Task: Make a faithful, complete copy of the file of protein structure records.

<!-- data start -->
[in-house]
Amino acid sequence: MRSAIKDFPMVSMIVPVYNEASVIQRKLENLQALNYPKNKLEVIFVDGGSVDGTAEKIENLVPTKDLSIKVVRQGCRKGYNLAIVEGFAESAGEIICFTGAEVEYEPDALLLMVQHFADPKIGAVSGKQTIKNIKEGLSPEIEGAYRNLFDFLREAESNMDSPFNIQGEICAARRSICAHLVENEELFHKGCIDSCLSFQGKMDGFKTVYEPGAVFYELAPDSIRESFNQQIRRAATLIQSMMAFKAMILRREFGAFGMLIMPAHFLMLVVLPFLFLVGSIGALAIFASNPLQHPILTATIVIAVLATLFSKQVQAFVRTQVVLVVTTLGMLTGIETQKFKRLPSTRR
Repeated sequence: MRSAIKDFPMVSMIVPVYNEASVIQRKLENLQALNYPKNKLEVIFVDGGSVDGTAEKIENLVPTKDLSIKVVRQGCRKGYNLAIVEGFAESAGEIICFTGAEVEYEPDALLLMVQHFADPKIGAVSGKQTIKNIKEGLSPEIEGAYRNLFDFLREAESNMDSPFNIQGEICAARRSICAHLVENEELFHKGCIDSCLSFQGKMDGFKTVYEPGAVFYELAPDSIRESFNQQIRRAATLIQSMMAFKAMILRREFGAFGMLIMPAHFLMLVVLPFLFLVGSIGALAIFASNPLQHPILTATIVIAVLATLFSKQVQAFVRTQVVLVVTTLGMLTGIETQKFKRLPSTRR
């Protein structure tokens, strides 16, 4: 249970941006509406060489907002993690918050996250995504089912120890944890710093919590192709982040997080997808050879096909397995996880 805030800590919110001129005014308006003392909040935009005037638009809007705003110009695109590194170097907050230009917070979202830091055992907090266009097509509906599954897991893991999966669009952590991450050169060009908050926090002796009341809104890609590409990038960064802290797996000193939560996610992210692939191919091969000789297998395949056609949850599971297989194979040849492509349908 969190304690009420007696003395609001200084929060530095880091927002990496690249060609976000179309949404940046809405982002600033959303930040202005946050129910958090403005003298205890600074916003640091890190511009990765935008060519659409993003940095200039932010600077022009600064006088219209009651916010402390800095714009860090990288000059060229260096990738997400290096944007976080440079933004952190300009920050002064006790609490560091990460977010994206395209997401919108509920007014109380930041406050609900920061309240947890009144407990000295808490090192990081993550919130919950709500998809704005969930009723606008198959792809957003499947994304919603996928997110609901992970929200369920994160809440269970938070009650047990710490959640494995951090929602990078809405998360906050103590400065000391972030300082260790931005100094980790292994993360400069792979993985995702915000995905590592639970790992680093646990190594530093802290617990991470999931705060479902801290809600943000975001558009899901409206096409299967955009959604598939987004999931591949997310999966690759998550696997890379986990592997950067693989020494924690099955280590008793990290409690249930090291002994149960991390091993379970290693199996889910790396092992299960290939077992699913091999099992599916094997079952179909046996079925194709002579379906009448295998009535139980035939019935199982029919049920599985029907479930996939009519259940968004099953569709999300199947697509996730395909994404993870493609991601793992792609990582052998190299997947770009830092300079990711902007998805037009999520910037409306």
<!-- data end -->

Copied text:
[in-house]
Amino acid sequence: MRSAIKDFPMVSMIVPVYNEASVIQRKLENLQALNYPKNKLEVIFVDGGSVDGTAEKIENLVPTKDLSIKVVRQGCRKGYNLAIVEGFAESAGEIICFTGAEVEYEPDALLLMVQHFADPKIGAVSGKQTIKNIKEGLSPEIEGAYRNLFDFLREAESNMDSPFNIQGEICAARRSICAHLVENEELFHKGCIDSCLSFQGKMDGFKTVYEPGAVFYELAPDSIRESFNQQIRRAATLIQSMMAFKAMILRREFGAFGMLIMPAHFLMLVVLPFLFLVGSIGALAIFASNPLQHPILTATIVIAVLATLFSKQVQAFVRTQVVLVVTTLGMLTGIETQKFKRLPSTRR
Repeated sequence: MRSAIKDFPMVSMIVPVYNEASVIQRKLENLQALNYPKNKLEVIFVDGGSVDGTAEKIENLVPTKDLSIKVVRQGCRKGYNLAIVEGFAESAGEIICFTGAEVEYEPDALLLMVQHFADPKIGAVSGKQTIKNIKEGLSPEIEGAYRNLFDFLREAESNMDSPFNIQGEICAARRSICAHLVENEELFHKGCIDSCLSFQGKMDGFKTVYEPGAVFYELAPDSIRESFNQQIRRAATLIQSMMAFKAMILRREFGAFGMLIMPAHFLMLVVLPFLFLVGSIGALAIFASNPLQHPILTATIVIAVLATLFSKQVQAFVRTQVVLVVTTLGMLTGIETQKFKRLPSTRR
């Protein structure tokens, strides 16, 4: 249970941006509406060489907002993690918050996250995504089912120890944890710093919590192709982040997080997808050879096909397995996880 805030800590919110001129005014308006003392909040935009005037638009809007705003110009695109590194170097907050230009917070979202830091055992907090266009097509509906599954897991893991999966669009952590991450050169060009908050926090002796009341809104890609590409990038960064802290797996000193939560996610992210692939191919091969000789297998395949056609949850599971297989194979040849492509349908 969190304690009420007696003395609001200084929060530095880091927002990496690249060609976000179309949404940046809405982002600033959303930040202005946050129910958090403005003298205890600074916003640091890190511009990765935008060519659409993003940095200039932010600077022009600064006088219209009651916010402390800095714009860090990288000059060229260096990738997400290096944007976080440079933004952190300009920050002064006790609490560091990460977010994206395209997401919108509920007014109380930041406050609900920061309240947890009144407990000295808490090192990081993550919130919950709500998809704005969930009723606008198959792809957003499947994304919603996928997110609901992970929200369920994160809440269970938070009650047990710490959640494995951090929602990078809405998360906050103590400065000391972030300082260790931005100094980790292994993360400069792979993985995702915000995905590592639970790992680093646990190594530093802290617990991470999931705060479902801290809600943000975001558009899901409206096409299967955009959604598939987004999931591949997310999966690759998550696997890379986990592997950067693989020494924690099955280590008793990290409690249930090291002994149960991390091993379970290693199996889910790396092992299960290939077992699913091999099992599916094997079952179909046996079925194709002579379906009448295998009535139980035939019935199982029919049920599985029907479930996939009519259940968004099953569709999300199947697509996730395909994404993870493609991601793992792609990582052998190299997947770009830092300079990711902007998805037009999520910037409306």